“The new draft bill is aimed at protecting the interest of the farmers, so that they get safe and effective pesticides. Farmers would be empowered to get all information regarding the available pesticides, their strength, weaknesses, and risks from the dealers they choose to purchase the pesticide from," environment minister Prakash Javadekar said after the Union cabinet approved the Pesticide Management Bill, 2020.
The bill seeks to replace the existing Insecticide Act, 1968, which the government said is “age-old and needs immediate re-writing". It comes against the backdrop of rising concern over the need to protect farmers from spurious and sub-standard pesticides , along with the need to assess their potential effects on the health of people and that of the environment.
Any person who wants to import, manufacture, or export pesticides would have to register under the new bill and provide all details regarding any claims, expected performance, efficacy, safety, usage instructions, and infrastructure available to stock that pesticide. The information will also include details on the pesticide’s potential effects on the environment.
“The bill also has a provision to provide compensation if there is any farm loss because of low quality or spurious pesticides. The penalty collected from the manufactures/dealers and funds put in by the government would be used to form a central fund," said Javadekar.
“All the information regarding the available pesticides would be available in the public domain, in all languages in digital format, so that farmers can make the right decision on their use, the minister said.
The bill also plans to regulate pesticides-related advertisements to check misleading claims by industries and manufacturers. “No farmer should be cheated or given spurious pesticides," said Javadekar, adding that the bill also seeks to promote organic pesticides.
The draft bill has the opportunity to clean up the food and farming system of our country, but needs to make the registration process more stringent for manufacturers, said Kavitha Kuruganti, founder, Alliance for Sustainable and Holistic Agriculture, a farmers’ advocacy group.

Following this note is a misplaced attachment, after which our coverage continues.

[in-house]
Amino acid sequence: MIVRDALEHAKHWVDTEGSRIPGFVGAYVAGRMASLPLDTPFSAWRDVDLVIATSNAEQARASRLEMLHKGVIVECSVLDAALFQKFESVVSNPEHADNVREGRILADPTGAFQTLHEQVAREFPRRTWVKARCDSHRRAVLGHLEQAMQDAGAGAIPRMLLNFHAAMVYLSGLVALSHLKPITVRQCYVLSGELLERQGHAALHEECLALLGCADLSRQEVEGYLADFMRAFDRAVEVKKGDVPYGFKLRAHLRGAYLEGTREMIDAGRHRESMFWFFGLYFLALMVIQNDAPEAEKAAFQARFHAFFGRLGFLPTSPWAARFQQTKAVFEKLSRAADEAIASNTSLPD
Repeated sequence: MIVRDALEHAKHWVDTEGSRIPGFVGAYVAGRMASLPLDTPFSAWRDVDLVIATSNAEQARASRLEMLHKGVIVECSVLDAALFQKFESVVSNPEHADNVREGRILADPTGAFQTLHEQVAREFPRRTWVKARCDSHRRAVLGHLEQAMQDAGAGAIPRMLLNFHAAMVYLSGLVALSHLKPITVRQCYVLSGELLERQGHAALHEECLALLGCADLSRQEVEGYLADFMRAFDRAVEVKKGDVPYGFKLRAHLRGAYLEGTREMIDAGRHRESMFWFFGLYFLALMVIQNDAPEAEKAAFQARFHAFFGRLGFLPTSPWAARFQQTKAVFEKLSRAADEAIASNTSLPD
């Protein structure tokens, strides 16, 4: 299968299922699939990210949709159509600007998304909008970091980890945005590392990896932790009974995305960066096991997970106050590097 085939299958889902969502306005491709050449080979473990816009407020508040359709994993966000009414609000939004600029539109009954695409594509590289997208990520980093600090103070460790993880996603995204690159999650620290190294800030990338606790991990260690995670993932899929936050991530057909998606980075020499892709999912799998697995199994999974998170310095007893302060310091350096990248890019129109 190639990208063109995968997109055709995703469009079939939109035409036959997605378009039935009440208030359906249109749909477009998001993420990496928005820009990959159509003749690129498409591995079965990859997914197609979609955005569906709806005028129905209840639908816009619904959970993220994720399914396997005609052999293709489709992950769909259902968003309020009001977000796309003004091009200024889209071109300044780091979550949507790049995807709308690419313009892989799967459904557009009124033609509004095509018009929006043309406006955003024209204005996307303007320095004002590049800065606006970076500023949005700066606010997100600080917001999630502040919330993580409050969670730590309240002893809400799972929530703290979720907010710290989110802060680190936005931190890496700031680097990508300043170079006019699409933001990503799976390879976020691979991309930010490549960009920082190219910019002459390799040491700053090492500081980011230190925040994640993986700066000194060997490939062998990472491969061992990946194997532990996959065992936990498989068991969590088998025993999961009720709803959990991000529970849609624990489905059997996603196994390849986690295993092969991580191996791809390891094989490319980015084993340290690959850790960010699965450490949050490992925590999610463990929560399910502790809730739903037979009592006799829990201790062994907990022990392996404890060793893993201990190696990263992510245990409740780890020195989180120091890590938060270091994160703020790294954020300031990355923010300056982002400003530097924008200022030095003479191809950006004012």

“We need a complete overhaul of our registration process for pesticides, so that new registrations happen only when there is need and no safer alternatives exist. The setting up of a compensation fund offers hope for farmers affected by poisoning, but they should not be compelled to take recourse to the Consumer Protection Act to claim compensation," said Kuruganti.
India is among the leading producers of pesticides in Asia. In the domestic market, Maharashtra, Uttar Pradesh, Punjab, and Haryana are among the states with the highest recorded consumption.
The cabinet also gave its nod for the tabling of the Ports Authority Bill, 2020, in the current session of Parliament .
The bill replaces the existing Major Port Trust Act, 1963, and aims to provide more operational autonomy and flexibility to all the major ports in India, allowing them to take decisions faster at the port level. This would be done by constituting a Board of Major Port Authority for each major port, which will be vested with powers of administration, control, and management of such ports.
“The situation has changed over the last few decades. Many private ports have come up. We need a system for taking fast decisions and ensuring fast development of our ports and maintaining world-class standards," said Mansukh Mandaviya, the minister of state for shipping.
The cabinet also approved amendments to the existing double tax avoidance agreement with Sri Lanka to curb tax evasion by exploitation of gaps and mismatches in tax rules.
It also approved the signing of an MoU with Iceland in sustainable fisheries development to allow the two countries to exchange expertise and research in the fisheries sector. The signing of an MoU with Portugal to develop a national maritime heritage complex at Lothal, Gujarat, to showcase India’s maritime heritage, was also approved.